Once upon a time, Lena Dunham's boyfriend told her she was "the most mentally energetic, physically lazy person he’s ever met." And she agreed with him. Now, the author-actress-screenwriter-producer-overall superstar is proud to share mid-jog paparazzi shots on her Instagram. How'd she come such a long way?
In a new interview with espnW, the author, actress, Girls creator, and co-owner of the soon-to-launch Lenny newsletter opened up about her evolution from a sports-free childhood to having a newfound love of running. One of the best parts, she explained, was realizing just how much her body is physically capable of. (The talk was part of espnW's "My Body Can" campaign, a series to celebrate women's athletic accomplishments.)
"When we really own and understand our bodies and claim our physicality, our superficial quibbles with our bodies lessen because we realize what our bodies can do for us," Dunham told the website. "My relationship to eating, my relationship to critiquing my own shape, all of that has changed since I've started viewing my body much more as a tool to do my work."
Here are our favorite healthy and happy quotes from her candid chat.
On learning to love fitness
"When it became something that actually gave me pleasure, I was shocked. Also, endorphins are real. You run with someone for an hour, you feel pretty good," she said. "Running for an hour does not make you feel worse."
Is a triathlon on her horizon? Not yet—and that's totally okay, she said. "I just feel good knowing that if I were to choose to try and run, it would be possible," said Dunham.
She also talked about getting hooked on the workout method crafted by Tracy Anderson (who is Health's contributing fitness editor), which Dunham described as "a mix of aerobics, strength training, and something that kind of resembles Pilates."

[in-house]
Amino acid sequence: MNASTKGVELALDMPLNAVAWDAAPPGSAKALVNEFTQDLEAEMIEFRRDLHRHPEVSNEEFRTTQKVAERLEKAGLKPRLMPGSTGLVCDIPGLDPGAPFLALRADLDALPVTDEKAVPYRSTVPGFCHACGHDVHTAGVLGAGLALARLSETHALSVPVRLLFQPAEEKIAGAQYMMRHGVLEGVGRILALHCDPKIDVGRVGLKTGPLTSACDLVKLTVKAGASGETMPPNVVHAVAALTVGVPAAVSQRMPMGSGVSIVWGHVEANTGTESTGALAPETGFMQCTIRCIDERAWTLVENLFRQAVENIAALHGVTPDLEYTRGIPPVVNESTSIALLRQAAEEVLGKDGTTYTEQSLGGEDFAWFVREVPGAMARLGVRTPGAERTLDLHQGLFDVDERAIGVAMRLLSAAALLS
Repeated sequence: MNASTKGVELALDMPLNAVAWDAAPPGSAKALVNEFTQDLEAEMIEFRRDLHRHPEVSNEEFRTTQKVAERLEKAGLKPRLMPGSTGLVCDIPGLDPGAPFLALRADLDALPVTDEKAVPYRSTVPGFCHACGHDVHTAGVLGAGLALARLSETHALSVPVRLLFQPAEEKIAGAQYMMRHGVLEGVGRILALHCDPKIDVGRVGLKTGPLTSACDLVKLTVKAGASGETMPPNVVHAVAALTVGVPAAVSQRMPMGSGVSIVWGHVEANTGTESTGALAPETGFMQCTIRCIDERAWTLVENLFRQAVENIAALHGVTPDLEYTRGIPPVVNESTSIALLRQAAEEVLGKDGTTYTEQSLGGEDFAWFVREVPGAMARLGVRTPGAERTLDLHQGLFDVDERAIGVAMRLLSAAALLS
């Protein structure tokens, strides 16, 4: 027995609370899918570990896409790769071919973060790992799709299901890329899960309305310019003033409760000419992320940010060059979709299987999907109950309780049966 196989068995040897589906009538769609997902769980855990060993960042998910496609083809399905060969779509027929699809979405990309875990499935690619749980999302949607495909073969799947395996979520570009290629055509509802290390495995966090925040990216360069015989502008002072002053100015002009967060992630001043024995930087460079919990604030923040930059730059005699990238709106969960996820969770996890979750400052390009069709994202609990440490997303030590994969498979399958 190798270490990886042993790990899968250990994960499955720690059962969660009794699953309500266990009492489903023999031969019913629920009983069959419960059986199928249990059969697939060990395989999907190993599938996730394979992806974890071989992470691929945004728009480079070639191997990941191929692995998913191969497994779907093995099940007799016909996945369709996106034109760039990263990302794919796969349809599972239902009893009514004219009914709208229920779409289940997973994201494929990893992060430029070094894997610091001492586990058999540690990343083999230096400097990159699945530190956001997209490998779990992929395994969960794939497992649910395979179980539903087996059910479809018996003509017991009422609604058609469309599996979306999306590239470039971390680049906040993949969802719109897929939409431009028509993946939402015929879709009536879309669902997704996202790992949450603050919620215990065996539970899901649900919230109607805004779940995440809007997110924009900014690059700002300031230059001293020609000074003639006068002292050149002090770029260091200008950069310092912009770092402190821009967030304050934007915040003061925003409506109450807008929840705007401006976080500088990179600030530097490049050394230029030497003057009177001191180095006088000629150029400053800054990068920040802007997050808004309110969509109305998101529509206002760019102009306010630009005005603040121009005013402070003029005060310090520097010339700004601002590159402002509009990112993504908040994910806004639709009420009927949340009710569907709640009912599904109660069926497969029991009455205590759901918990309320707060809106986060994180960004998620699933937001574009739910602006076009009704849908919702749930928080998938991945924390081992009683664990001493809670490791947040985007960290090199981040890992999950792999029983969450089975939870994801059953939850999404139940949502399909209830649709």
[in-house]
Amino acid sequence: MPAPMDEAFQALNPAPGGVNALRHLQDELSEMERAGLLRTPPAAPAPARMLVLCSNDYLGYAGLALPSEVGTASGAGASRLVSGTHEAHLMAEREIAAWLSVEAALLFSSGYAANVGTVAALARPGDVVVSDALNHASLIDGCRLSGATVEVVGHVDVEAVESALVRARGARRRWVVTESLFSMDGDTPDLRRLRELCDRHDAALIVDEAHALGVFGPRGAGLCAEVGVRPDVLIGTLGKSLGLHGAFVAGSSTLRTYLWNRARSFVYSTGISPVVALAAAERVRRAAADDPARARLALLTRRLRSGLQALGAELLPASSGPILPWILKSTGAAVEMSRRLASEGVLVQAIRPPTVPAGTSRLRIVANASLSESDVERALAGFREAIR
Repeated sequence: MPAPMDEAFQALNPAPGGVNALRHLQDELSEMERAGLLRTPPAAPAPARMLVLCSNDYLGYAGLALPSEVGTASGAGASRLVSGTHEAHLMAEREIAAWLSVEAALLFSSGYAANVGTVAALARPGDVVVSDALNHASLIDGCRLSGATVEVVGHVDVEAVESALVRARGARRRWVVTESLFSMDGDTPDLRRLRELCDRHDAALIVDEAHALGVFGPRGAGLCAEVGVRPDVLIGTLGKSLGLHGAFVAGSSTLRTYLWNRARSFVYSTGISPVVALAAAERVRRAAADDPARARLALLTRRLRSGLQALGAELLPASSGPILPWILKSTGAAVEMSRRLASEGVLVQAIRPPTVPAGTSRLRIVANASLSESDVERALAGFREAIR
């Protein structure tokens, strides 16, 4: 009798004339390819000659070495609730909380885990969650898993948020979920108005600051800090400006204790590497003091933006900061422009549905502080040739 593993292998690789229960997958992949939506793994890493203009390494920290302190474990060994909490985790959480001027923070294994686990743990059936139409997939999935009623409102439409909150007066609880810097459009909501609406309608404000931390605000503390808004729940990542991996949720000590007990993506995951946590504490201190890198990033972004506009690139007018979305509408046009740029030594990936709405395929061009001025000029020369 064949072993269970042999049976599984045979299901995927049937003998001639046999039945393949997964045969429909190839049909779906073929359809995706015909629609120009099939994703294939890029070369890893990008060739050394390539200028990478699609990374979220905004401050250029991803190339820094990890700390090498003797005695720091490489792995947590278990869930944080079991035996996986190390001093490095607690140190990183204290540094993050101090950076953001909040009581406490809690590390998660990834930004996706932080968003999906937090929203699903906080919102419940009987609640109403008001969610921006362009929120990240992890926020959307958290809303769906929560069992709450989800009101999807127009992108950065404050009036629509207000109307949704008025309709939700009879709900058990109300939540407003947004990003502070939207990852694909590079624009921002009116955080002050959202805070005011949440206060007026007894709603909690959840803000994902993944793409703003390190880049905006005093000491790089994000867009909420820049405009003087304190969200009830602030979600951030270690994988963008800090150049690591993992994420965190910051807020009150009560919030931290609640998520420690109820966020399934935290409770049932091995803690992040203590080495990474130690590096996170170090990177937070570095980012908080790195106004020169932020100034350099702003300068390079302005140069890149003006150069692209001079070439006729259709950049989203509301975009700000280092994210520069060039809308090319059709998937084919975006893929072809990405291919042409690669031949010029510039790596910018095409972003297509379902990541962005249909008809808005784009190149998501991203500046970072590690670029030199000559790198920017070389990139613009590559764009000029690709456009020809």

Dunham explained, "With Tracy it's not about getting everyone to look a specific way. It's about getting everyone to feel strong. And she uses the word 'connected' a lot, which I really love. I love the idea of feeling connected."
On using exercise to help relieve her anxiety
"I have to remind myself that when you exercise, there is a natural calm that comes from knowing that you did something with your body that day. Actually going and working out makes everything else easier and better," she continued.
The star also addressed her struggles with endometriosis and obsessive-compulsive disorder: "Another lesson came because I have endometriosis, which has been chronic for me and at times very painful. I've also had mental health issues. I value my health and my happiness. And I've realized exercise can give me both of those things."
On getting older
It's constantly evolving, according to the 29-year-old. "I'm going to be 30 next year. I had to learn, as you age, you have to move. You have to move so you don't die. You have to move so your brain doesn't atrophy. ... There are a thousand reasons why exercise is important, and I've had to find ways to make it sexy for myself."
On her favorite physical trait
Let's just say she doesn't hate staring into her own eyes—or at her boobs. "I don't know if this counts, but I'm really into my face. I feel good about it most days," she said. "I like my teeth and my eyeballs. And I also really, really feel great about my boobs. They are doing what I want them to, and I feel like they're continuing to impress me as they grow and change."
On the haters
Dunham is no stranger to dealing with trolls who feel the need to constantly critique her body on her Instagram, but she doesn't ever let it get to her.
"When I see s----y comments, at this point they don't even feel like they're about me. Like, I don't feel I need to lose 200 pounds or whatever these people are saying. I don't feel that way about myself. I feel like I have better days, I have worse days, but I'm pretty happy in my own form."
On the advice she'd give other women
Focus on loving your whole self—not just your thighs. "I know that so many women think they're being held back by the shape of their body, and ultimately what is holding them back is that they have absorbed all of this negative messaging," Dunham said. "And so you just have to work, we all have to work really hard to take care of ourselves and feed ourselves good information, just like we feed ourselves good food."
Her second life tip? Get rid of your scale. "There is no reason why you ever need to be getting a scale or measuring your value by a scale," she added.